As usual, Marginal Revolution has the real news:
Back in February I pointed out that despite all the talk of a credit crunch commercial and industrial loans were at an all-time high and increasing. In September I once again pointed to data showing that bank credit continued to be high (even if growth was slowing.) At that time I also discussed how bank loans were not the only source of funds for business investment and that many substitute bridges exist which transform and transmit savings into investment. I suggested that despite the panic the problems which exist in the financial industry may be relatively confined to that industry.
Three economists at the Federal Reserve Bank of Minneapolis, Chari, Christiano and Kehoe, now further support my analysis pointing to Four Myths about the Financial Crisis of 2008.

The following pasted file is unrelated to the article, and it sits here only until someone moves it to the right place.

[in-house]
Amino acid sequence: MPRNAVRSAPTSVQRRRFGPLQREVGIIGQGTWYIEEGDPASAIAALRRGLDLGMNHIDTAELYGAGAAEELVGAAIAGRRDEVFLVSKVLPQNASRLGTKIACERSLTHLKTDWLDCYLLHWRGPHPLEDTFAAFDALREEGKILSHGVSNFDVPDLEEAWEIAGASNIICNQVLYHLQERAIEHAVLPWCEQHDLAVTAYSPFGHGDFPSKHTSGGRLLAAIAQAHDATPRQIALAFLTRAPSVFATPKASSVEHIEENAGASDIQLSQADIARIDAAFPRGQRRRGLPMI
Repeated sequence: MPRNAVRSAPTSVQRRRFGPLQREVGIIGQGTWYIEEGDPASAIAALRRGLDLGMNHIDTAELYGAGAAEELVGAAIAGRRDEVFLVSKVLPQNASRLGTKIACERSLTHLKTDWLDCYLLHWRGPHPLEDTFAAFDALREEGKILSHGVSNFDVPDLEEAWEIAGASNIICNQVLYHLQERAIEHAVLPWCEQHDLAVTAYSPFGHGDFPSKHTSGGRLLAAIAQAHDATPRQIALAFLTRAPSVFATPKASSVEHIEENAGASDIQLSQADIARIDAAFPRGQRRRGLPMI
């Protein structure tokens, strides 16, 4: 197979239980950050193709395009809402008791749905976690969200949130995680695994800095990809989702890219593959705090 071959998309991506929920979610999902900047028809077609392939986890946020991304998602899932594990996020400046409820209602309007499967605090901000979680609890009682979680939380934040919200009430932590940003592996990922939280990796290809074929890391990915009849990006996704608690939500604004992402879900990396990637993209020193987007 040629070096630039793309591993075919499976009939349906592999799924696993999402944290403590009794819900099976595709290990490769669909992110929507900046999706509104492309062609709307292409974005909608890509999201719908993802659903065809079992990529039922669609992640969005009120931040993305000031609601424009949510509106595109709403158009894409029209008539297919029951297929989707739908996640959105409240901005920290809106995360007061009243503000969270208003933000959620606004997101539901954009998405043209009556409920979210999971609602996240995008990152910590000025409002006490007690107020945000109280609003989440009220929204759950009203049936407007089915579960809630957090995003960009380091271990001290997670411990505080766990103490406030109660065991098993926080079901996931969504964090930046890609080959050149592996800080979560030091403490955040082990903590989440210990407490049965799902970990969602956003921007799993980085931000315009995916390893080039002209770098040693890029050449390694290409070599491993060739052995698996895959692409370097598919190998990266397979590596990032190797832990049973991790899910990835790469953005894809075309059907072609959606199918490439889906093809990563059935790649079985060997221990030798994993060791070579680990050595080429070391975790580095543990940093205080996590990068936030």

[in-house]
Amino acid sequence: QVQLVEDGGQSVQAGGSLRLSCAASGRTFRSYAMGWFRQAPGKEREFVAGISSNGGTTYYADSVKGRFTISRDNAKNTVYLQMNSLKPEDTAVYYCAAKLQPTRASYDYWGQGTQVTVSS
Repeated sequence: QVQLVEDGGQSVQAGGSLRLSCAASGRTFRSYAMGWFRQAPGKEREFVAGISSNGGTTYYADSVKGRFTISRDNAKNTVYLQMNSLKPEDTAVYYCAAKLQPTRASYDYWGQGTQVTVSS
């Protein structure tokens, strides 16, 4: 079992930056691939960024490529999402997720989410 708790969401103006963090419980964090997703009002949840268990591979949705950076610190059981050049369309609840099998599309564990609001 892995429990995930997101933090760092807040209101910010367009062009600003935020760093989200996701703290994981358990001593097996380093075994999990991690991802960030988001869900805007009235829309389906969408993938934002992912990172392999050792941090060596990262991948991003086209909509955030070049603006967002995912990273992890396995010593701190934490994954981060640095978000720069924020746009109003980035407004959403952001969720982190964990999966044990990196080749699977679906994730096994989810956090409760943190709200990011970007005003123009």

- Bank lending to nonfinancial corporations and individuals has declined sharply.
- Interbank lending is essentially nonexistent.
- Commercial paper issuance by nonfinancial corporations has declined sharply and rates have risen to unprecedented levels.
- Banks play a large role in channeling funds from savers to borrowers.
Each of these myths is refuted by widely available financial data from the Federal Reserve. It’s a short paper, read the whole thing.
The other takeaway from this post: Recessions are normal.